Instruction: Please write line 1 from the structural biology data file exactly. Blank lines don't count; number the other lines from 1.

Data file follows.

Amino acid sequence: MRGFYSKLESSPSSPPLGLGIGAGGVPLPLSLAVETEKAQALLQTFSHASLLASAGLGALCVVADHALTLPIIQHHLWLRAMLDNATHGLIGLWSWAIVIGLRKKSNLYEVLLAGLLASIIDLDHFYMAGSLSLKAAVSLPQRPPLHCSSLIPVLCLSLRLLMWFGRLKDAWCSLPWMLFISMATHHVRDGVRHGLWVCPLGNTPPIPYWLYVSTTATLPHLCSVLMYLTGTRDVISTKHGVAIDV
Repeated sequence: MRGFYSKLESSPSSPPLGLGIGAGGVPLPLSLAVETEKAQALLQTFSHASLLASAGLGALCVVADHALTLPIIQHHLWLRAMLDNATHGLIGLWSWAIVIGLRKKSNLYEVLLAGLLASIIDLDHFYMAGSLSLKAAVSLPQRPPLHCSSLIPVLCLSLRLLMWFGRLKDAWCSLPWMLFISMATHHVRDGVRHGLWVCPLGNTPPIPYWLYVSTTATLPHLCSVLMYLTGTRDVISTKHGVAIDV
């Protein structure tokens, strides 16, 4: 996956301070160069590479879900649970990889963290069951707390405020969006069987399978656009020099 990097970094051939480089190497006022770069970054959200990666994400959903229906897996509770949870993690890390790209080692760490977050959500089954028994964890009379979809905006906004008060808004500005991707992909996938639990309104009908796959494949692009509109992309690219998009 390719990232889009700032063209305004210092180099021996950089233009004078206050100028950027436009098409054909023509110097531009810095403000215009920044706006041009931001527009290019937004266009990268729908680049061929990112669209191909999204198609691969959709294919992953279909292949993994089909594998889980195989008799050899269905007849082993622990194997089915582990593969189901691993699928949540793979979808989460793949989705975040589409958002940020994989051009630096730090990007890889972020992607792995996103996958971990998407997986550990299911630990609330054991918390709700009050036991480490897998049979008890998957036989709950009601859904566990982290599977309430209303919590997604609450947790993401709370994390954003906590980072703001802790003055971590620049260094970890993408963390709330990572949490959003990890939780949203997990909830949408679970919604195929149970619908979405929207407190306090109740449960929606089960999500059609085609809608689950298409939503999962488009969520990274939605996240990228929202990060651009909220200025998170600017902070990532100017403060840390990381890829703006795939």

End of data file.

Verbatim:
Amino acid sequence: MRGFYSKLESSPSSPPLGLGIGAGGVPLPLSLAVETEKAQALLQTFSHASLLASAGLGALCVVADHALTLPIIQHHLWLRAMLDNATHGLIGLWSWAIVIGLRKKSNLYEVLLAGLLASIIDLDHFYMAGSLSLKAAVSLPQRPPLHCSSLIPVLCLSLRLLMWFGRLKDAWCSLPWMLFISMATHHVRDGVRHGLWVCPLGNTPPIPYWLYVSTTATLPHLCSVLMYLTGTRDVISTKHGVAIDV